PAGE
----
Love’s Paradise

Posted in Monthly at 11:08 am by Pasha

By Pasha Holiday

It is so breathtaking that is must be a dream.

It is so Caribbean that it can’t possibly be The Panhandle.

It is so real but, yet, all so far away and Once Upon a Time.

Returning to The Emerald Coast; the shores of Destin and South Walton County was like a fairy tale being relived once again. Having been graced by God once and living in the secret wonderland, returning was hypnotic and surreal.

The Gulf Coast has grown up with me. Once a recent graduate, without a partner or even a home base, it was where I went and found who I would become. When I finished college and left New York City to become a reporter in a little beach town, I would have never guessed the significance that little place would have. Like a country song: it was where I met my husband and a best friend, it was where I was a journalist by day and a waitress by night. It was where I struggled and made it, all on my own. It was the farthest I had ever lived from home. It was the platform from which I jumped and cannon-balled into my entire life.

When I returned with my four-month-old son, husband and six years of living, the white sand was brighter than ever. We touched down at the teeny tiny Fort Walton Beach Airport and it was still the same, under construction and milling with tourists in flip flops. The salty air was carried by the same slight breeze that touched my skin when I first arrived there in 2004, then it was a place I had never before heard of. Now it felt like returning home.

Okaloosa Island is the same, and I thanked heaven for it. The stretch of sand, dunes and sea-grass, surrounded by the brilliant green waters, had not been touched by industry or tourism. It matched perfectly to the day when I brought my four-year-old dog there and she ran circles in the sand. Now she can barely use her back legs and has lost all her teeth. I had burned the memory of that Island into my heart and it came rushing back with the water.

Destin had grown, it seemed, nearly as much as my husband and I have. We visited the HarborWalk, which was barely a gleam in realtors eyes when we lived there, and regarded how smart it was for local tourism. The shops were just upscale enough to not be Panama City but just out of reach from the likes of the neighboring beach communities along 30A. We ate oysters at AJ’s and talked about all the Sundays spent on the patio, before it had been remodeled. I tried to remember the name of the little restaurant that used to stretch into the water where my best southern girlfriend and I ate on fuzzy mornings. I lingered fondly upon the memory of the chance meeting with that best friend and how we are still close now.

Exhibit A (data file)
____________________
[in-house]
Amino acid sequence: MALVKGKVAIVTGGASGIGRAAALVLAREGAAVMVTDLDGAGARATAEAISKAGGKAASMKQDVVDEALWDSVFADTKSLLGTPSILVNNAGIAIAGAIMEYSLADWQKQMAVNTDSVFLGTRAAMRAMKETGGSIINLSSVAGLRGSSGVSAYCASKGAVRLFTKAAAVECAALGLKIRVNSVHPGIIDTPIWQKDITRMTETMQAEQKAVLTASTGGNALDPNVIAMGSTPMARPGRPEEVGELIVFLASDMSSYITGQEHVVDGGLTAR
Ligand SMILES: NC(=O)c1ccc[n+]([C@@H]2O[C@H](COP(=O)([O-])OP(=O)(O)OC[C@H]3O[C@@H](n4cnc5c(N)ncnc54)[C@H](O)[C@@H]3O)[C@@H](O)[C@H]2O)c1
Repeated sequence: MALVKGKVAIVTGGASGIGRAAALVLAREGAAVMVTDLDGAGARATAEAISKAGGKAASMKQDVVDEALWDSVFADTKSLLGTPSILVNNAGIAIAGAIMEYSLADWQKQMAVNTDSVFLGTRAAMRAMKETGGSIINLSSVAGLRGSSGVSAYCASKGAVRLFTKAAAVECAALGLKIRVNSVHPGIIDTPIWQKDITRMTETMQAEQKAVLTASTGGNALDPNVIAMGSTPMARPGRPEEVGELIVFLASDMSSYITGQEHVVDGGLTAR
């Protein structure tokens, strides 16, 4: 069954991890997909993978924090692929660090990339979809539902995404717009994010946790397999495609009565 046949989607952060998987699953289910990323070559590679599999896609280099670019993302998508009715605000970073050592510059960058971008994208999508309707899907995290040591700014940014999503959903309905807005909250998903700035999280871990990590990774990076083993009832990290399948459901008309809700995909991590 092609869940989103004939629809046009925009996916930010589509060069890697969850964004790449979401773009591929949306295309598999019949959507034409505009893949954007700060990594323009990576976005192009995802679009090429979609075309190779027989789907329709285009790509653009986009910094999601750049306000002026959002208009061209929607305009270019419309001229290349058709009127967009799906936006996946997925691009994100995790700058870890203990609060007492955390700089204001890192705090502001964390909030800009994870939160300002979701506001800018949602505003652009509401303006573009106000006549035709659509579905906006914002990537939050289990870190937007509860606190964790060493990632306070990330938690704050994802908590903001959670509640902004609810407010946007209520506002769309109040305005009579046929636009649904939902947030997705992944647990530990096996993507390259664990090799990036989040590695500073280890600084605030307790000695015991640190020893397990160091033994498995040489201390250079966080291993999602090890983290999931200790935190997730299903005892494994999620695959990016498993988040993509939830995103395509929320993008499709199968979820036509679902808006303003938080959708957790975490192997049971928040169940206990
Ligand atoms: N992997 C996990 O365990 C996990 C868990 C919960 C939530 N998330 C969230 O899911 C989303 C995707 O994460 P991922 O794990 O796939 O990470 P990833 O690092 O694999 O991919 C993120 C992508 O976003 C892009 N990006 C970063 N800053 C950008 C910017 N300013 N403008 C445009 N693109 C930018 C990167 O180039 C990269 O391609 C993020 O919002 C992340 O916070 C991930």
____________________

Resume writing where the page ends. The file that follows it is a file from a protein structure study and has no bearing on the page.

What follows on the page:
In spite of a fussy baby and his exhausted parents, we drove to our old apartment complex, where we met, and it is now flanked by a highrise called, “The Palms.” But there they were, the two buildings that overlook the parking lot where I met my husband. The parking lot that I crossed to snuggle into his bed when I was trying desperately to figure out if he was the right choice for me. The parking lot where I have the best decision of the life, the choice to pack it in and move to Atlanta to be with that neighbor.

We drove down Highway 98, past HarborDocks, where I waited tables and The Funky Blues Shack where we shook our asses. Wales Tale, where I also worked for a minute and where my papa and I ate when he first came to stay with me. We passed the house that we stayed in when my family came for a vacation, a pivotal time in our family history. We cruised past The Walton Sun, where I cut my teeth as a reporter and fell more in love with writing; where I made a life long friend in a colleague and where we slipped away each afternoon to shop. We commented on everything new and all the old that is so permanent along the special stretch of coast.

We reached 30A and drove stop and go past less familiar sites. While much of it was in my memory bank, as it was my beat for work, my husband rarely visited 30A when he lived there. We both resided in Destin, so 30A was a whole new place to discover.

The beauty in the communities stretching along the two lane road is indescribable. The well-planned communities are all so different: Santa Rosa Beach is slightly blue collar, Grayton Beach is for the hippies, Water Color is all craftsman, Alyse Beach is washed in white and looks Spanish. And Rosemary Beach, astonishing, is just like an Italian village.

We bunked in a lovely condo that my husband’s Aunt and Uncle own. Their generosity afforded us the luxury of staying in Rosemary Beach with all the serenity and peace that new parents so desperately need. The beaches were glorious, nearly untouched, with walkovers extending from luxurious, sprawling, palatial houses, down to the squeaky white sand.

Everyday we woke up and took our little man to the beach for his morning nap. He slept sound with the Gulf as his lullaby. We ate oysters in Seaside Beach, made famous by The Truman Show, more than once. Of the four nights we were back there, we watched every sunset.

So much of me was sad when we had to leave. I felt more connected there than I do in Chicago. We laughed more and slept better than we had in months. Maybe it was just the vacation factor, but I wonder. It is the Emerald Coast that brings so much joy to my soul?

It is, for sure. And this time, I won’t wait so long to return to my Destin.